Wednesday, May 04, 2005


piecemeal design

So-called "piecemeal design" seems to be the dark underside of what a sunnier version would called "open source." Once, people believed in planning, enlightened heroic designers, and bold vision. Then the zietgeist changed: evolution, not planning, now rules. Economics, technology, and chaotic/biologically inspired behavior have transformed design from a premeditated act to a opportunistic experiment. And experiments can turn out badly.

John Thackara, in his absolutely brilliant book, In the Bubble, talks extensively about the unintended consequences that numerous micro-decisions can form in over time. Thackara is careful to distinguish his concern for the consequences of disfunctional behaviors, from a comdemnation of the actors involved. He rightfully notes, as very few commentors do, that it is not greed or stupidity that causes most disfunction, it is the embedded rules that shape human behaviors.

I'm only half way through the book, but I can say it is one of the most significant I have read in some time.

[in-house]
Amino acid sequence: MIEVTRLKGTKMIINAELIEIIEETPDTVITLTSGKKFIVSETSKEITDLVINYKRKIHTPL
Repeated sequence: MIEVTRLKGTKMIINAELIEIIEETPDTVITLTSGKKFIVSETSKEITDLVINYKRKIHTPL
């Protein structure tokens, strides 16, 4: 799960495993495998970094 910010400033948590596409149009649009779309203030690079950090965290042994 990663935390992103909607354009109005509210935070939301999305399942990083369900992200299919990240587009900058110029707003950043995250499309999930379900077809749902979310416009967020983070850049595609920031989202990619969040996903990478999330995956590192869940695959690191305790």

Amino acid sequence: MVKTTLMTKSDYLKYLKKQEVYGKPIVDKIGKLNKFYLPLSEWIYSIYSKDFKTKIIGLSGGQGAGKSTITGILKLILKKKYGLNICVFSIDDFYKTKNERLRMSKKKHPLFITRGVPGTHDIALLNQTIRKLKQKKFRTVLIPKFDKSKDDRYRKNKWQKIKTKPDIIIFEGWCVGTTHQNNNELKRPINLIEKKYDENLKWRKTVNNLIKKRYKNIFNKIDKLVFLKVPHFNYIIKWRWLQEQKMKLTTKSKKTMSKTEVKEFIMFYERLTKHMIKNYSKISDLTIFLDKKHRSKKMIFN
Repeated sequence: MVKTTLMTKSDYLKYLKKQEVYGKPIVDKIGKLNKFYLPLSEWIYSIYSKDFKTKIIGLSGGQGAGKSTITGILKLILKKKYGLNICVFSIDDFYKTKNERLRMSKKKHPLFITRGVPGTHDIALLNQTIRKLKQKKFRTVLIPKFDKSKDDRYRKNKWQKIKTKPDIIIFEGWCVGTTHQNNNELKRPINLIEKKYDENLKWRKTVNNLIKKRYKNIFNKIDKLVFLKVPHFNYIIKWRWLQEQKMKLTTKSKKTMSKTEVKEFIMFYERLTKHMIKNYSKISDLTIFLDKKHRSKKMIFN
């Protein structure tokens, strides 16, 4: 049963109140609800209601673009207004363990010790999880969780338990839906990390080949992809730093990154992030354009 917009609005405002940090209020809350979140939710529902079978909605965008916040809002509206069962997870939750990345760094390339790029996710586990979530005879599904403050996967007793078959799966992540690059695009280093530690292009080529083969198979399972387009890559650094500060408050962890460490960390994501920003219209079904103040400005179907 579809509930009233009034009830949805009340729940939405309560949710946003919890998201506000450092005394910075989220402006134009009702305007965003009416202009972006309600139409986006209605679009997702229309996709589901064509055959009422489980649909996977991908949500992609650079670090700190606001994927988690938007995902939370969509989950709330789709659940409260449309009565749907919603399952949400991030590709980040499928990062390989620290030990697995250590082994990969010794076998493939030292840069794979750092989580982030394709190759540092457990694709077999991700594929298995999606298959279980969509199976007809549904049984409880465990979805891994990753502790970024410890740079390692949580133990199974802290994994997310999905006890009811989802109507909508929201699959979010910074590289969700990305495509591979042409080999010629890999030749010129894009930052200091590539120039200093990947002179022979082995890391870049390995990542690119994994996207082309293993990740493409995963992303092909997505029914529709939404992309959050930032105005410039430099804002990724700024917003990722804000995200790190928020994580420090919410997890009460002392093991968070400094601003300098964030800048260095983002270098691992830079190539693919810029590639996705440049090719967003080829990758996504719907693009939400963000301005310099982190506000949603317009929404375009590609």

Unfortunately, it is easier to lament disfunctional design than to understand it. Thackara is very unique is being able to do this. Others only scream at problems. A recent editorial article in Metropolis, How Piecemeal Design Approaches Hurt Us, provides such an example. The author blasts the engineers of computers for making them run too hot. What idiots, she protests, don't they know how unpleasant hot computers are? I'm not an engineer, but I have known quite a few, and I'm fairly certain they are desparate to cool their computers. The saniety of the unhappy editorial writer is the least of their motivations. Hot computers are bad business: they cost more to run, and breakdown more quickly as well. Thackara notes how large multinationals are very sensitive to waste: it is a sign of inefficiency.

Before we dismiss piecemeal design as a cardinal sin, we need to consider its positive qualities as well. The entire open source movement is an example of piecemeal design. I feel it has yielded some amazing benefits, though I wouldn't be surprised if some downside of it is revealed in due time. Much innovation in history has been piecemeal, and there is often a mixed outcome involved. We have become more sophisticated at understanding the difficulty of controlling outcomes. But we haven't become more sophisticated at controlling them. Some very high level systems thinking is needed, and some common understandings and resolve.

Comments: Post a Comment

<< Home

This page is powered by Blogger. Isn't yours?